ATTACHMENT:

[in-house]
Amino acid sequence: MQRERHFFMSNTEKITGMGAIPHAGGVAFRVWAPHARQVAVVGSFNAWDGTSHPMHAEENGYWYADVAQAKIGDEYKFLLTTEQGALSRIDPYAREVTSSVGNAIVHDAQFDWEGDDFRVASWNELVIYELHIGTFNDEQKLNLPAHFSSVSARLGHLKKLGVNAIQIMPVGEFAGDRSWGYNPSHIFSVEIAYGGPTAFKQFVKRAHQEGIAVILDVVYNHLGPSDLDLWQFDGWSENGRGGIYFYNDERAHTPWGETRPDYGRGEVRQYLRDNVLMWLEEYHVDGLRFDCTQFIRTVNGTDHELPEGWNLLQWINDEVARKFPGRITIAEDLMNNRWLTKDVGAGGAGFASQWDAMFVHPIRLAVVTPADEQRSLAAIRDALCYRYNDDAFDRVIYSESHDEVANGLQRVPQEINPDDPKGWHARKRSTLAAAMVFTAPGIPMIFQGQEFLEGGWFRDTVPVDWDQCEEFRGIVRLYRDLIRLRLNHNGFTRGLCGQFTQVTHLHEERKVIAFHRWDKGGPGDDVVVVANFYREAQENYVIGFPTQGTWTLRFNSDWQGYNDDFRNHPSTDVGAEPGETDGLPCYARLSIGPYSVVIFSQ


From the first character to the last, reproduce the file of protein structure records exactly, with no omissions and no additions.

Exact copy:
[in-house]
Amino acid sequence: MQRERHFFMSNTEKITGMGAIPHAGGVAFRVWAPHARQVAVVGSFNAWDGTSHPMHAEENGYWYADVAQAKIGDEYKFLLTTEQGALSRIDPYAREVTSSVGNAIVHDAQFDWEGDDFRVASWNELVIYELHIGTFNDEQKLNLPAHFSSVSARLGHLKKLGVNAIQIMPVGEFAGDRSWGYNPSHIFSVEIAYGGPTAFKQFVKRAHQEGIAVILDVVYNHLGPSDLDLWQFDGWSENGRGGIYFYNDERAHTPWGETRPDYGRGEVRQYLRDNVLMWLEEYHVDGLRFDCTQFIRTVNGTDHELPEGWNLLQWINDEVARKFPGRITIAEDLMNNRWLTKDVGAGGAGFASQWDAMFVHPIRLAVVTPADEQRSLAAIRDALCYRYNDDAFDRVIYSESHDEVANGLQRVPQEINPDDPKGWHARKRSTLAAAMVFTAPGIPMIFQGQEFLEGGWFRDTVPVDWDQCEEFRGIVRLYRDLIRLRLNHNGFTRGLCGQFTQVTHLHEERKVIAFHRWDKGGPGDDVVVVANFYREAQENYVIGFPTQGTWTLRFNSDWQGYNDDFRNHPSTDVGAEPGETDGLPCYARLSIGPYSVVIFSQ